Republic of Ireland stand on the cusp against slick Denmark

Republic of Ireland's David McGoldrick will lead the line against Denmark tonight after missing last month's Euro 2020 ties against Georgia and Switzerland
From Brendan Crossan in Abbotstown

European 2020 Qualifying Group D: Republic of Ireland v Denmark (Tonight, Dublin, 7.45pm)


MICK McCarthy’s second managerial stint with the Republic of Ireland couldn’t have had a more unromantic beginning.

Gibraltar, the back end of March, a plastic pitch, a chaotic wind sweeping down from The Rock right beside the tiny airport, and a side-footed finish from Jeff Hendrick just after half-time got the Irish up and running.

Then we had the optimism of Georgia a few days later in Dublin, and the feel-good factor of Shane Duffy’s late equaliser in Copenhagen.

We had the defiance against the Swiss and the unforgettable roar that could be heard in the main street of Balbriggan when David McGoldrick nodded home James McClean's looping cross.

But a qualification campaign involving the Irish wouldn't be complete without some hard times.

Right on cue, the Irish struggled, as they always do, in Tbilisi and a genuinely miserable night in rainy Geneva followed.

After seven games that has yielded just six goals for and four against, it comes down to this: a winner-takes-all shoot-out with the slick Danes on a freezing Monday night under the bright lights of the Aviva Stadium.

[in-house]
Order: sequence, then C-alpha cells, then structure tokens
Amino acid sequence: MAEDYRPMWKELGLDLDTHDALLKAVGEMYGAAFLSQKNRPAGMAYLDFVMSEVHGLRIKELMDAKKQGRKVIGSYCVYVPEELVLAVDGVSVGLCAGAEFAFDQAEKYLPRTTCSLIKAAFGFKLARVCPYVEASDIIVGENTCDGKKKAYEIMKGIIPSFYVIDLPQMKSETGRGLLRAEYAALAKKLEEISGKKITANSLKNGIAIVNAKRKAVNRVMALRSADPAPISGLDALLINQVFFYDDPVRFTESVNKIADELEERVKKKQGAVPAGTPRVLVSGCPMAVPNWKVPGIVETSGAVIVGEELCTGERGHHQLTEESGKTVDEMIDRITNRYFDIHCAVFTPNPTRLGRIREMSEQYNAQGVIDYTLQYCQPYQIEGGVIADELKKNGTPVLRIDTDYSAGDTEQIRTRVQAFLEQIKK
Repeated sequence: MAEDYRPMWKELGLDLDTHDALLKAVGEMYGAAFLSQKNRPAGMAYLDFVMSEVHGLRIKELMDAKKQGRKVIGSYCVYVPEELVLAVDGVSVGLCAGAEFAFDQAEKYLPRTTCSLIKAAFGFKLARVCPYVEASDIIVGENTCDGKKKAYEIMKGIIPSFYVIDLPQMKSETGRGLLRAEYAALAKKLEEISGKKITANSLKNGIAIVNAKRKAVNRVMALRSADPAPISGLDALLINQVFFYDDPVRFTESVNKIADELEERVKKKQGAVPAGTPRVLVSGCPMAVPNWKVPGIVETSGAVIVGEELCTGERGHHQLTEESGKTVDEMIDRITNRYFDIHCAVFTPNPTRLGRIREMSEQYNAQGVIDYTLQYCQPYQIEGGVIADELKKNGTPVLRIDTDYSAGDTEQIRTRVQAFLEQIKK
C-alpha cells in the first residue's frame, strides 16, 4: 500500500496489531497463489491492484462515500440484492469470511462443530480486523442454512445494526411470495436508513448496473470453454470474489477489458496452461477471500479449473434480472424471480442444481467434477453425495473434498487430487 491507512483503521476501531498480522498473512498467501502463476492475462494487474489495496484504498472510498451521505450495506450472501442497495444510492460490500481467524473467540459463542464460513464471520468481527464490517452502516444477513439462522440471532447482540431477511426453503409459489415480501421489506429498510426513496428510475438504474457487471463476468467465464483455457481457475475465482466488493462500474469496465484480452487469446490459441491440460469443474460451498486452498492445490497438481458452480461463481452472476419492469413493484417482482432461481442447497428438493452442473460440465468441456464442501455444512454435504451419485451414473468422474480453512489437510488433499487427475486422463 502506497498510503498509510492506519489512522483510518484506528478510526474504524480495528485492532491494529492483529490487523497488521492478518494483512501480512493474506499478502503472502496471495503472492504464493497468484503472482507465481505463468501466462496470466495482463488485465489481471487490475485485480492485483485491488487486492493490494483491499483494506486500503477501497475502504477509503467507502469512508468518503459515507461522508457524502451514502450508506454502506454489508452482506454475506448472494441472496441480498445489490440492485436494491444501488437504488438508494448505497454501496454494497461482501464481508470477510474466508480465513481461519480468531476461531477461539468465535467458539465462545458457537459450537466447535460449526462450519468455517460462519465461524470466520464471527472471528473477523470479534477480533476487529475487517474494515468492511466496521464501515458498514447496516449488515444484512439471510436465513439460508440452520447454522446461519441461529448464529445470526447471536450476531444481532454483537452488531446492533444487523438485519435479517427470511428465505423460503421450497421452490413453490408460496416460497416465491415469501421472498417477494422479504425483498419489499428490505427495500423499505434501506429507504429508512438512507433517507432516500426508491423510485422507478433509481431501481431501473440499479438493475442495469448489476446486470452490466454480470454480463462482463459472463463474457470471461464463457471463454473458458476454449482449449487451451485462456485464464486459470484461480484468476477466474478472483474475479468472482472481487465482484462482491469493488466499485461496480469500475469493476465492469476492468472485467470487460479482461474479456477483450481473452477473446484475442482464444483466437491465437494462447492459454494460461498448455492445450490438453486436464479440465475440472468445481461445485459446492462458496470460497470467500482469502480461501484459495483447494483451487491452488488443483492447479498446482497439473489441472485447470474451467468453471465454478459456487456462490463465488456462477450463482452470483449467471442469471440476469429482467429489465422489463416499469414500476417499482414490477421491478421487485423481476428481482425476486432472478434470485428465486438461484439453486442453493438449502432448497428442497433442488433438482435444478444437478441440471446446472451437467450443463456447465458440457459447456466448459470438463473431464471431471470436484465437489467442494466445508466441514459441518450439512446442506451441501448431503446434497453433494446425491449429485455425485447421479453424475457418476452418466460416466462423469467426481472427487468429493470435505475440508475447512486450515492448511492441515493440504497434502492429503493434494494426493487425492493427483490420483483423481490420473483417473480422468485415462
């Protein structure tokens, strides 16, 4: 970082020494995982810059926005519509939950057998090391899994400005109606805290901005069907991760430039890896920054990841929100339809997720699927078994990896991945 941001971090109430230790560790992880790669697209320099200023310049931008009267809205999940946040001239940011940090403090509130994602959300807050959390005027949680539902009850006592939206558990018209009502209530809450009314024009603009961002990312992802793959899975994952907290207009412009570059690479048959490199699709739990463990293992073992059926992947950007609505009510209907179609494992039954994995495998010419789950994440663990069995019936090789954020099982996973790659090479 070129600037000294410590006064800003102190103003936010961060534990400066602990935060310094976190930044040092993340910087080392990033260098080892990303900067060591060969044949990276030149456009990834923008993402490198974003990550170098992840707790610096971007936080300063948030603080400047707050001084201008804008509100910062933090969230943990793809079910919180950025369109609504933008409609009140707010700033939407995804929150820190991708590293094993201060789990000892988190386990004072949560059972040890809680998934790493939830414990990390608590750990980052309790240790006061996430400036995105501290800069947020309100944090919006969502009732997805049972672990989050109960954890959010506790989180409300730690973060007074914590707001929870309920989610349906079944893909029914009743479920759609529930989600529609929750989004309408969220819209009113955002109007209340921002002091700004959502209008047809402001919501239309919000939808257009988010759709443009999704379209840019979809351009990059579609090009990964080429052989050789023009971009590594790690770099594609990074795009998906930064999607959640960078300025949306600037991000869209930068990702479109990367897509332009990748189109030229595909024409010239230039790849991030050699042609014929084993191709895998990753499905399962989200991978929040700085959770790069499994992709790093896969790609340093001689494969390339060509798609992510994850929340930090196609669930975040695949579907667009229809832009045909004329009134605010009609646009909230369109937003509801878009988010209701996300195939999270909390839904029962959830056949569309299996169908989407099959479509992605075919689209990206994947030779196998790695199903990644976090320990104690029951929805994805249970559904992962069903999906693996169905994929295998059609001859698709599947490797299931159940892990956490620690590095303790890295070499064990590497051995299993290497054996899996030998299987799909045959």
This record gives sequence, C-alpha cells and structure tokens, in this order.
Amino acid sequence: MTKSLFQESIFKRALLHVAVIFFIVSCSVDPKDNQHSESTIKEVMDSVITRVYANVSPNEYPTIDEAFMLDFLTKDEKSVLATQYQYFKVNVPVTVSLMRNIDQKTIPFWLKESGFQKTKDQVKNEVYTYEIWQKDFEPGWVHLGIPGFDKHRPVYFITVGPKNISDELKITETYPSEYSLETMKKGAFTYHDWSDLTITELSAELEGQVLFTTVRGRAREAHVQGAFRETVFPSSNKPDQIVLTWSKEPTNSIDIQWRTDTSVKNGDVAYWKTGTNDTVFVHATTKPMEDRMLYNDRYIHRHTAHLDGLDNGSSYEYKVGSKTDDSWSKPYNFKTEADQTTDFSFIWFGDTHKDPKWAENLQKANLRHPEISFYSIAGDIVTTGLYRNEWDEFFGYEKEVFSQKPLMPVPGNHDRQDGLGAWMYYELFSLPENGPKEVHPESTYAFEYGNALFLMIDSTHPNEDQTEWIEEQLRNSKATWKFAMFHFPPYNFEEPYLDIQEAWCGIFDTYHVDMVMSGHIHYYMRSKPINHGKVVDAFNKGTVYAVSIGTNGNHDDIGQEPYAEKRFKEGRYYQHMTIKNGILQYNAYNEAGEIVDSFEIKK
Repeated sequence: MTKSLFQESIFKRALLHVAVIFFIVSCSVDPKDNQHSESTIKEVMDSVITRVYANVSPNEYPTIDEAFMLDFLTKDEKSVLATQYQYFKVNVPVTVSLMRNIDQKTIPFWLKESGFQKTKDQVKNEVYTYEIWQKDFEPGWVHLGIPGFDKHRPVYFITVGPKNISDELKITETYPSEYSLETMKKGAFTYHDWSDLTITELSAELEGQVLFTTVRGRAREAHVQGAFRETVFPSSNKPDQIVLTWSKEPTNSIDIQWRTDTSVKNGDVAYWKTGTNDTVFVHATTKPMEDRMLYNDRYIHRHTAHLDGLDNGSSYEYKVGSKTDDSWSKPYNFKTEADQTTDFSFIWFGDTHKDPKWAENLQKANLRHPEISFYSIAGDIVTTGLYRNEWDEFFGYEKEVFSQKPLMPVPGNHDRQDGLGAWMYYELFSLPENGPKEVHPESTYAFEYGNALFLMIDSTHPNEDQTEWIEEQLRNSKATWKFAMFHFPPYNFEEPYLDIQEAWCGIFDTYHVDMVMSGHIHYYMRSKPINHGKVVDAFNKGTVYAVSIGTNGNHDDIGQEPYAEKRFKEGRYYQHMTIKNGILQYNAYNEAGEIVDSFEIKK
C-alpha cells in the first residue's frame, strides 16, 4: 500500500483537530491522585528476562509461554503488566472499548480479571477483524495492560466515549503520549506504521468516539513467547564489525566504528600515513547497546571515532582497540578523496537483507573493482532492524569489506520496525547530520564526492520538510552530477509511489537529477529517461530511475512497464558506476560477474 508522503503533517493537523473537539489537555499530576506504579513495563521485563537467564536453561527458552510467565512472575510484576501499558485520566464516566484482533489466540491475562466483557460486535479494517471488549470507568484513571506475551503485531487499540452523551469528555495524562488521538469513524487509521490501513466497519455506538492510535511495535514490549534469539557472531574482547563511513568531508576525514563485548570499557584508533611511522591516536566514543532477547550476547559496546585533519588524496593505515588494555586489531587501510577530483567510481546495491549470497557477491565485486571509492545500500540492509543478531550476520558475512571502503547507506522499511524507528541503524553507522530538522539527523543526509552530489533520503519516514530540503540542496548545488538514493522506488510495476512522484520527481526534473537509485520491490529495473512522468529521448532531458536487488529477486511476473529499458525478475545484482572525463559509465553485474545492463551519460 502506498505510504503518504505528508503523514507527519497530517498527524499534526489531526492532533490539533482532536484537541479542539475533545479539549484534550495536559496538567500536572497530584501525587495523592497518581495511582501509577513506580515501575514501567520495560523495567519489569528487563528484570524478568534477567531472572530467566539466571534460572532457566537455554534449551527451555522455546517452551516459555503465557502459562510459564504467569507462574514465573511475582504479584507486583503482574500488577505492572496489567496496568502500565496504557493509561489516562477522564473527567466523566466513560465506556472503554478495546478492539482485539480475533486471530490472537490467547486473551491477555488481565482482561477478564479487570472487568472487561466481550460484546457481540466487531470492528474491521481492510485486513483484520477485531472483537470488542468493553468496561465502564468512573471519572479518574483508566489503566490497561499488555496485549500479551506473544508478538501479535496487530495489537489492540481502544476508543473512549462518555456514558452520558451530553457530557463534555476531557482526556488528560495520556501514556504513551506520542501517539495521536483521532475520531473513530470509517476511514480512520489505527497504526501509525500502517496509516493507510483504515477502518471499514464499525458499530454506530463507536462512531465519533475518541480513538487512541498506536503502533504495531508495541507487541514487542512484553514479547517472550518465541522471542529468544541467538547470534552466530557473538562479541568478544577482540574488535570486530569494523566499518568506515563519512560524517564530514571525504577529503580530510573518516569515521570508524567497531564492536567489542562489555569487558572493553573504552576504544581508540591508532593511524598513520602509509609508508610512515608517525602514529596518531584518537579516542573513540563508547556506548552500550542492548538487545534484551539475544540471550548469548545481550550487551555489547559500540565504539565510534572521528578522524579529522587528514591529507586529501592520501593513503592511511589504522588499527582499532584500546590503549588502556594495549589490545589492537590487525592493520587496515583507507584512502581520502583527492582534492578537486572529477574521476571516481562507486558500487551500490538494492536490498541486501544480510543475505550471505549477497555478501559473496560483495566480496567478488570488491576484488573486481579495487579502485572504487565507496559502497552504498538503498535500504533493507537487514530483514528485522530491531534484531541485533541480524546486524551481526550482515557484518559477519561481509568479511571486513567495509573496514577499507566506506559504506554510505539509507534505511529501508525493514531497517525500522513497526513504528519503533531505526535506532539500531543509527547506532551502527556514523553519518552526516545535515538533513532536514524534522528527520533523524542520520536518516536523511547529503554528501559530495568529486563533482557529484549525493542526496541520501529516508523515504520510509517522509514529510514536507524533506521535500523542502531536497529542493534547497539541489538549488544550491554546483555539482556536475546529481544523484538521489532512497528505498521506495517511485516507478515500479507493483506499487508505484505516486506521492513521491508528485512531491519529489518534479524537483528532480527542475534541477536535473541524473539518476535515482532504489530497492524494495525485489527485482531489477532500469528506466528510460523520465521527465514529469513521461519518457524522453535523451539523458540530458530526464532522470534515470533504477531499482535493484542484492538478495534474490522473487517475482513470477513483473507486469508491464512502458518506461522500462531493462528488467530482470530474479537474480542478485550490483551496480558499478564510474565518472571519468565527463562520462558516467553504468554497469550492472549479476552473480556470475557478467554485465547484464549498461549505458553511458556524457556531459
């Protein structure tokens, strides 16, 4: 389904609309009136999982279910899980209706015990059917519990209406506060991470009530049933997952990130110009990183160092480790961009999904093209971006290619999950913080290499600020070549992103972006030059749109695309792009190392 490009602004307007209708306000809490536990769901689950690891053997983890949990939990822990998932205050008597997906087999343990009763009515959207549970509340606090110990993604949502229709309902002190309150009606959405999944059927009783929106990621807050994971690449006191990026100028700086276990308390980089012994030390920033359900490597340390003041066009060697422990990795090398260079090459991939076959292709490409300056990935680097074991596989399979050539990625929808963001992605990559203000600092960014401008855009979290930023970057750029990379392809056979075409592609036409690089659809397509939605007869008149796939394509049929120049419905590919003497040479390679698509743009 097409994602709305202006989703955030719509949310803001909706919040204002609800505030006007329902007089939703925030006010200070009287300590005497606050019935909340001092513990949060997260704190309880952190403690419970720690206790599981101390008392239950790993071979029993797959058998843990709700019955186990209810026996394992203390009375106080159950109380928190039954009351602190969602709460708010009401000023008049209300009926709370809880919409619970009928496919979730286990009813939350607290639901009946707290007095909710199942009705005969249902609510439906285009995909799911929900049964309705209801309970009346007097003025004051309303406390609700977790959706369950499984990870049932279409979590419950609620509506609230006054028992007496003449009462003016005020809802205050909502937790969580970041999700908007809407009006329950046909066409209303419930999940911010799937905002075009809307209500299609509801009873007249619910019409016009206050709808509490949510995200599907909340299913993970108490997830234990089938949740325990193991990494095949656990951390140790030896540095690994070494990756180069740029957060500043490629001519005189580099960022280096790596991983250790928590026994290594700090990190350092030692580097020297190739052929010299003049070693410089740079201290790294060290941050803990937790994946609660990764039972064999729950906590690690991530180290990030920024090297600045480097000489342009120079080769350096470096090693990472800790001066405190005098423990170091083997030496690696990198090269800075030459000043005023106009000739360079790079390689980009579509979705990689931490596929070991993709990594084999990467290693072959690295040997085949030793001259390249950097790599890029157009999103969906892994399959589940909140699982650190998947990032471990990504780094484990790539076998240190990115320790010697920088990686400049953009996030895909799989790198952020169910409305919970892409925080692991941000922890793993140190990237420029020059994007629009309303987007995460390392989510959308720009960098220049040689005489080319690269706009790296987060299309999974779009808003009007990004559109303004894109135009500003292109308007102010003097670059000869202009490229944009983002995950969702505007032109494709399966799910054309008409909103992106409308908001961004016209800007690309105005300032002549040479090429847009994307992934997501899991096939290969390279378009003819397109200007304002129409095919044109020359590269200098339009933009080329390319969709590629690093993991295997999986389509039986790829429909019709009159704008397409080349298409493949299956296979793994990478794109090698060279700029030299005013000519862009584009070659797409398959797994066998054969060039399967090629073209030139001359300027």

Despite last month's bout of turbulence, Mick McCarthy’s eight-month ‘Greenhouse’ experiment has guided the Republic to within touching distance of a place at next summer's Euro 2020 finals.

A win over Denmark will be enough for the Irish to make it three Euro finals appearances in a row.

The Danes will qualify if they avoid defeat.

It's been a roller-coaster but not necessarily one that has caught the public’s imagination.

Until now.

Backed by a full house in the Aviva Stadium this evening, the Republic of Ireland players hope to clinch the deal rather than rely on the Nations League play-offs in March to sneak through to the finals, which will be played across 12 cities next June, including Dublin.

The cushion of a play-off berth might partially explain McCarthy’s easy demeanour in Abbotstown yesterday morning before the squad trained, but many years of experience helps too.

Asked does he enjoy these days more than he did earlier in his managerial career, the former captain said: “The butterflies are going around. I won’t be walking around worrying about it, that’s for sure.

“But there will be lots of thoughts going around my head thinking about the game and thinking about players and thinking about certain scenarios and situations.

“If we play well enough and get at them, we can win it. But I think I’m better able to handle it now. I’d like to think so after 970-odd games or whatever it is.”

There was also a refreshing break with tradition yesterday morning.

Successive managers have waxed lyrical about the Irish players’ never-say-die attitude, but for the first time in a long time a Republic of Ireland manager hailed the technical ability of the squad that will be captained tonight by Derry native Shane Duffy.